• ExAnon

          Oh, I forgot about the speaker tapes! I would play these non-stop in my car, and so would all of my friends in the program. We all had pretty large collections and would trade them with each other and keep libraries at our meetings to lend them out. One person had their car broken into, but all that was taken was their big CD case of speaker tapes. We all laughed at that and hoped the thief was an alcoholic and would listen to the tapes. We would carpool 8 hours to go to a national conference, and listen to speaker tapes the whole way there. Then we would listen to the same people talk live once we got there, and do the same thing on the way home. There are even a few speaker tapes of me.

          • Katie

            To be fair, they can be pretty entertaining. There’s something to be said for being able to laugh at the mess that was/is your life. I’m afraid if I listened to them now, I’d cringe. However, if I treated them like a really long stand-up routine, that might not be so bad.

  • http://absurdlypointless.blogspot.com/ Bubba Tarandfeathered

    Alcoholics and Addicts and Religionists share a common genotype Extremism and they all suffer from some sort of Affective Spectrum Disorder. They delude themselves into believing there was never a past when they were sober or god didn’t exist. In their minds God, AA, NA have always existed. The hypocrisy that exists in AA/NA and religion is hilarious. It’s all just more levels of denial. Atheism is the Recovery Program from Religion. Even our “program” is a delusion wrought with denial. Atheism is just another failing attempt to find meaning in an otherwise meaningless existence. Only when you fully embrace the Absurd will you find freedom from Meaning.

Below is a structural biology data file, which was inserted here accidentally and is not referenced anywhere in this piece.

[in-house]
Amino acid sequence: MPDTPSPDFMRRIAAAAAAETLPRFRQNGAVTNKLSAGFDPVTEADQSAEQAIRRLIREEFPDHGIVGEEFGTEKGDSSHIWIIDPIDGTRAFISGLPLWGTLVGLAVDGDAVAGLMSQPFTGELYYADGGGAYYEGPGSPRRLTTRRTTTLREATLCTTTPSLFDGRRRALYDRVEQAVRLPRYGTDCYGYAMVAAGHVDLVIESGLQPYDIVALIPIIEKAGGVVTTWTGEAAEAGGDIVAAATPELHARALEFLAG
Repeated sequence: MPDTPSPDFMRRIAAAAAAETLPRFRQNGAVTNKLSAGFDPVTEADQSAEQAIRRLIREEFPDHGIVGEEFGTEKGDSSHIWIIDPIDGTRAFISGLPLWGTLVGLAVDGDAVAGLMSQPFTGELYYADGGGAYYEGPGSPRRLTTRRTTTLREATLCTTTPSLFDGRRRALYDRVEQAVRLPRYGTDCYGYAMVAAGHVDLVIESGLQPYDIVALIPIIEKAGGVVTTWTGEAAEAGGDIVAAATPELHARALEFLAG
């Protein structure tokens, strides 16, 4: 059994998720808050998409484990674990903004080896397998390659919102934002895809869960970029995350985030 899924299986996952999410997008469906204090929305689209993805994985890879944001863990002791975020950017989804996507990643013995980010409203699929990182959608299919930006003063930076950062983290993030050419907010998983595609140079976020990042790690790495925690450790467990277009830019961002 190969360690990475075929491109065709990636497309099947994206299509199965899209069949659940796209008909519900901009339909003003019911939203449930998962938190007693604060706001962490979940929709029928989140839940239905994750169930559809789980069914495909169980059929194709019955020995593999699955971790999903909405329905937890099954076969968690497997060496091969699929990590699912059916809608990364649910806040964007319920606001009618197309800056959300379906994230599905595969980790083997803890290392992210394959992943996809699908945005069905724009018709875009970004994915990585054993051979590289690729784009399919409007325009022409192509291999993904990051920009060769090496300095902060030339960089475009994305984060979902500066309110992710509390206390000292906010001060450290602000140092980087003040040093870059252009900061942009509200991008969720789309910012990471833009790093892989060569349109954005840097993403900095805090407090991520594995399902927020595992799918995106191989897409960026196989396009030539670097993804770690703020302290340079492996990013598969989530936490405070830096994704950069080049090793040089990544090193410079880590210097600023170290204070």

• Ronlawhouston

    People quit addictive behaviors because they want to due to the negative effects in their lives. (The one thing the AA model get right is the “our lives had become unmanageable” part.) Addiction can often be a dopamine disorder and is similar to compulsive behaviors like hand washing. So, often substituting some other more productive compulsive behavior (such as “memorizing and working steps” or simply going to meetings) can help someone get their minds focused on something other than their preferred obsession with drugs, alcohol or whatever they use.

    To say that AA, Jesus, or whatever “cured” their addiction is a fallacious argument. Fundamentally what “cured” them was their desire to end an undesirable behavior and substitute something that is more functional in our society. The compulsion component is why things like cognitive therapy while being effective often aren’t viewed as “cures.”

    As to the effectiveness of AA, you have to factor in the people that can simply quit. Many folks go through series after series of 12-step in patient and outpatient and then one day just quit. Clearly, if AA were so effective you’d think it would have cured them on the first, second or third try.

    I oppose AA not due to any religious or non-religious belief. I just don’t think the evidence that supports AA is anything other than anecdotal evidence. It’s not based on any sound science.